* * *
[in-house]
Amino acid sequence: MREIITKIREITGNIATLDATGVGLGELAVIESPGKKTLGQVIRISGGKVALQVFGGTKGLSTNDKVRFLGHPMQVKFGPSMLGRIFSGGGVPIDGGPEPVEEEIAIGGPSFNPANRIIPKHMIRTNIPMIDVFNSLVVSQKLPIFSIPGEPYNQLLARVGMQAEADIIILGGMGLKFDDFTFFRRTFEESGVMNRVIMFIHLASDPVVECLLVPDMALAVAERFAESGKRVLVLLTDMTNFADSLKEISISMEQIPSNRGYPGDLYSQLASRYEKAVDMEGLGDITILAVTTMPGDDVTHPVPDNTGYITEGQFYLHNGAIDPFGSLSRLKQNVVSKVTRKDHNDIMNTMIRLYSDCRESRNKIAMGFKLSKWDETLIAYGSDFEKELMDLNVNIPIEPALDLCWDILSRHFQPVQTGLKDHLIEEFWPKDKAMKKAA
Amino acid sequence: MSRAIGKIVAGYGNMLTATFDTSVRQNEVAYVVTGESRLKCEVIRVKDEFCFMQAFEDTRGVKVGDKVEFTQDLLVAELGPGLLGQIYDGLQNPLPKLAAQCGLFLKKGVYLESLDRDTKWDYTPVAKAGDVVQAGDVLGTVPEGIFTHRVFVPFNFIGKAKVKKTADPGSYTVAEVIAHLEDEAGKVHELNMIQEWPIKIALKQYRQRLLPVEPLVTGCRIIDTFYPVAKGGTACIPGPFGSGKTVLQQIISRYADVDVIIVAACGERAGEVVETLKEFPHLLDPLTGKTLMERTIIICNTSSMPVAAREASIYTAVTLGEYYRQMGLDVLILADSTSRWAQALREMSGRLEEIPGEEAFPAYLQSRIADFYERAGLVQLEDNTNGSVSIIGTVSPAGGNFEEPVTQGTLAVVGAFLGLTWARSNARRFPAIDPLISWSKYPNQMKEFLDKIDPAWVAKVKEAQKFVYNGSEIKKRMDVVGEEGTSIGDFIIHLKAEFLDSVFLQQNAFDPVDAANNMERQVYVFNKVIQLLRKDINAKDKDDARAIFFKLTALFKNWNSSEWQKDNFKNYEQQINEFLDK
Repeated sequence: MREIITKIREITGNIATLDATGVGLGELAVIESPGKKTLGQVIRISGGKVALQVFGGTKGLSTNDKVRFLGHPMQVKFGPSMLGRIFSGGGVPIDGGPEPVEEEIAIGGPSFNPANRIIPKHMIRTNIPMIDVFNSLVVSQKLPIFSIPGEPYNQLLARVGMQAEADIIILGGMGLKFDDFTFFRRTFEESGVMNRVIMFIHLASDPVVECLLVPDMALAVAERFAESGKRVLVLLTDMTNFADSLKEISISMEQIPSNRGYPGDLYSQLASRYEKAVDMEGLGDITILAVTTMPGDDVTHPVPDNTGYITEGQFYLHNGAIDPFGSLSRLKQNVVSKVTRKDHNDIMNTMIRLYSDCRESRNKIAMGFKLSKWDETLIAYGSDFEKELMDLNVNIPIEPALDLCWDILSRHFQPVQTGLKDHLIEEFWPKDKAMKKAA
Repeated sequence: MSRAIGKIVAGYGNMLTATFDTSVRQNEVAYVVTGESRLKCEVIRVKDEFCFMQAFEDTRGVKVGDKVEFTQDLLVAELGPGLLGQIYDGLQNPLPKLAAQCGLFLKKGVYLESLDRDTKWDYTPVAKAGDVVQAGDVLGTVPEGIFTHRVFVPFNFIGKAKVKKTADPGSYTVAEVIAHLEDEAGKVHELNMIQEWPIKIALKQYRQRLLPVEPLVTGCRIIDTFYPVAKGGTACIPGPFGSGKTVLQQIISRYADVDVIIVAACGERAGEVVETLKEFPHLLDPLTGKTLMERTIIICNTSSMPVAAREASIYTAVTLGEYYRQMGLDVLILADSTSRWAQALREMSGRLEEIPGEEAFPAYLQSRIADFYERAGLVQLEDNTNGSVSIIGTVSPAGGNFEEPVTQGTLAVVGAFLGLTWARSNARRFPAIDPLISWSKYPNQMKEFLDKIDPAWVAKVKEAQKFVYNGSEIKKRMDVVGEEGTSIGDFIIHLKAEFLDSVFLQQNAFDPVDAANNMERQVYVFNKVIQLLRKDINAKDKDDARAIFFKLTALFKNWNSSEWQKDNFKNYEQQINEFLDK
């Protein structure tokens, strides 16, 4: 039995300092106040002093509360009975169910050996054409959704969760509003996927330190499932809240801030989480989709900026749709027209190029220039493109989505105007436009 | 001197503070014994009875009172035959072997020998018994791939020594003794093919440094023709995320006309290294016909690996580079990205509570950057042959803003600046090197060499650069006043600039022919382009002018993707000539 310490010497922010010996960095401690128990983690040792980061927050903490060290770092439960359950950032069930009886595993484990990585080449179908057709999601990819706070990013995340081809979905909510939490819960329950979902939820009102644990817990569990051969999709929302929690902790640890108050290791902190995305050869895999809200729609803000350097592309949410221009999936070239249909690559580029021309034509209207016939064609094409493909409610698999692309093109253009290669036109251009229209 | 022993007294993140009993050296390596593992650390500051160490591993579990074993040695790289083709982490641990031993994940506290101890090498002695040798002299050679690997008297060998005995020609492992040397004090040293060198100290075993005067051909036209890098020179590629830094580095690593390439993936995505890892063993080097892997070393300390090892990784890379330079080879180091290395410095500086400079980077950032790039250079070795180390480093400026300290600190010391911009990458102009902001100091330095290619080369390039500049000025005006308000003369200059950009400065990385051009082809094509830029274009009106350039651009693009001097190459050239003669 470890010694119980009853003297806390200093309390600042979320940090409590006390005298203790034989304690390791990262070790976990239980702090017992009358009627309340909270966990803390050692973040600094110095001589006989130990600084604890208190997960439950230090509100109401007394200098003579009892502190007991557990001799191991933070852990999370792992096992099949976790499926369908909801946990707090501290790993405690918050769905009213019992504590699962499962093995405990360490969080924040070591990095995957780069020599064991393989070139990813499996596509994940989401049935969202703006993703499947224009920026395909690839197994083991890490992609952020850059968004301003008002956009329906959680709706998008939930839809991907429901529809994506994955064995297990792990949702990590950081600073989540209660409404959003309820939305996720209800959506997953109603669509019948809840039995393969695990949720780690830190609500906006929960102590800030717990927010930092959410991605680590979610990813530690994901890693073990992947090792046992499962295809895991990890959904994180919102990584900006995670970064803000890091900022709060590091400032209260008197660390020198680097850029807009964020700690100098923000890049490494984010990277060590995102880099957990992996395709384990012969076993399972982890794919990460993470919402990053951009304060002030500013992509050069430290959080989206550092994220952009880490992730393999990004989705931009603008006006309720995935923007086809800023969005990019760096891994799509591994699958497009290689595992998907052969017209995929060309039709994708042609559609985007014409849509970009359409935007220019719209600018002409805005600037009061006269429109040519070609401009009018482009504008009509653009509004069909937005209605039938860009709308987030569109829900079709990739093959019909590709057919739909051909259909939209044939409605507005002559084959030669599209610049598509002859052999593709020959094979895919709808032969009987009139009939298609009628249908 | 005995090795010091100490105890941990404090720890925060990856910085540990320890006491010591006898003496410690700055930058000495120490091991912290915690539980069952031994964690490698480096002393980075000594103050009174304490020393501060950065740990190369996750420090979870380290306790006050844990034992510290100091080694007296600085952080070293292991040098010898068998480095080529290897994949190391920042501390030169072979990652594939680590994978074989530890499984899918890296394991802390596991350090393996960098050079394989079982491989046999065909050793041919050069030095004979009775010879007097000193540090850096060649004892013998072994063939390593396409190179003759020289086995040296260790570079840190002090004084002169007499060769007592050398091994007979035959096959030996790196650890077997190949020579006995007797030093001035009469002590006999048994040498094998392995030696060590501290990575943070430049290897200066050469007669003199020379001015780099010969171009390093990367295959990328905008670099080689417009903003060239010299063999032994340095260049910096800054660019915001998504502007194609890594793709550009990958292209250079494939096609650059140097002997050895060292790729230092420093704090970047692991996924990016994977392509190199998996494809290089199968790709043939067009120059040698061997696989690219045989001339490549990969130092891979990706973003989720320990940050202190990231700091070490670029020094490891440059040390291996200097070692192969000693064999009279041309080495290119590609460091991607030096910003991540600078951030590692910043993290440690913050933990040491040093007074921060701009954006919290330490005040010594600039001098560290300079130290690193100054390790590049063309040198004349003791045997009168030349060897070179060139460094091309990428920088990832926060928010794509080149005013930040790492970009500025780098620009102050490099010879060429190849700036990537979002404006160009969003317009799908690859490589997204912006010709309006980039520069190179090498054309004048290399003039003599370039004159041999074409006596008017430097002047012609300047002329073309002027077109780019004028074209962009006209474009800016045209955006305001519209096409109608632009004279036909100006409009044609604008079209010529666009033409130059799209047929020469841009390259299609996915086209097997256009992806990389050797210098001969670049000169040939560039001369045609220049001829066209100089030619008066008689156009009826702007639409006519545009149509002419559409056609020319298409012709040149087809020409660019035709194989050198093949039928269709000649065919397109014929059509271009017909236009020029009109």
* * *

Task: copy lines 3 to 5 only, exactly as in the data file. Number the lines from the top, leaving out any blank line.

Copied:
Amino acid sequence: MSRAIGKIVAGYGNMLTATFDTSVRQNEVAYVVTGESRLKCEVIRVKDEFCFMQAFEDTRGVKVGDKVEFTQDLLVAELGPGLLGQIYDGLQNPLPKLAAQCGLFLKKGVYLESLDRDTKWDYTPVAKAGDVVQAGDVLGTVPEGIFTHRVFVPFNFIGKAKVKKTADPGSYTVAEVIAHLEDEAGKVHELNMIQEWPIKIALKQYRQRLLPVEPLVTGCRIIDTFYPVAKGGTACIPGPFGSGKTVLQQIISRYADVDVIIVAACGERAGEVVETLKEFPHLLDPLTGKTLMERTIIICNTSSMPVAAREASIYTAVTLGEYYRQMGLDVLILADSTSRWAQALREMSGRLEEIPGEEAFPAYLQSRIADFYERAGLVQLEDNTNGSVSIIGTVSPAGGNFEEPVTQGTLAVVGAFLGLTWARSNARRFPAIDPLISWSKYPNQMKEFLDKIDPAWVAKVKEAQKFVYNGSEIKKRMDVVGEEGTSIGDFIIHLKAEFLDSVFLQQNAFDPVDAANNMERQVYVFNKVIQLLRKDINAKDKDDARAIFFKLTALFKNWNSSEWQKDNFKNYEQQINEFLDK
Repeated sequence: MREIITKIREITGNIATLDATGVGLGELAVIESPGKKTLGQVIRISGGKVALQVFGGTKGLSTNDKVRFLGHPMQVKFGPSMLGRIFSGGGVPIDGGPEPVEEEIAIGGPSFNPANRIIPKHMIRTNIPMIDVFNSLVVSQKLPIFSIPGEPYNQLLARVGMQAEADIIILGGMGLKFDDFTFFRRTFEESGVMNRVIMFIHLASDPVVECLLVPDMALAVAERFAESGKRVLVLLTDMTNFADSLKEISISMEQIPSNRGYPGDLYSQLASRYEKAVDMEGLGDITILAVTTMPGDDVTHPVPDNTGYITEGQFYLHNGAIDPFGSLSRLKQNVVSKVTRKDHNDIMNTMIRLYSDCRESRNKIAMGFKLSKWDETLIAYGSDFEKELMDLNVNIPIEPALDLCWDILSRHFQPVQTGLKDHLIEEFWPKDKAMKKAA
Repeated sequence: MSRAIGKIVAGYGNMLTATFDTSVRQNEVAYVVTGESRLKCEVIRVKDEFCFMQAFEDTRGVKVGDKVEFTQDLLVAELGPGLLGQIYDGLQNPLPKLAAQCGLFLKKGVYLESLDRDTKWDYTPVAKAGDVVQAGDVLGTVPEGIFTHRVFVPFNFIGKAKVKKTADPGSYTVAEVIAHLEDEAGKVHELNMIQEWPIKIALKQYRQRLLPVEPLVTGCRIIDTFYPVAKGGTACIPGPFGSGKTVLQQIISRYADVDVIIVAACGERAGEVVETLKEFPHLLDPLTGKTLMERTIIICNTSSMPVAAREASIYTAVTLGEYYRQMGLDVLILADSTSRWAQALREMSGRLEEIPGEEAFPAYLQSRIADFYERAGLVQLEDNTNGSVSIIGTVSPAGGNFEEPVTQGTLAVVGAFLGLTWARSNARRFPAIDPLISWSKYPNQMKEFLDKIDPAWVAKVKEAQKFVYNGSEIKKRMDVVGEEGTSIGDFIIHLKAEFLDSVFLQQNAFDPVDAANNMERQVYVFNKVIQLLRKDINAKDKDDARAIFFKLTALFKNWNSSEWQKDNFKNYEQQINEFLDK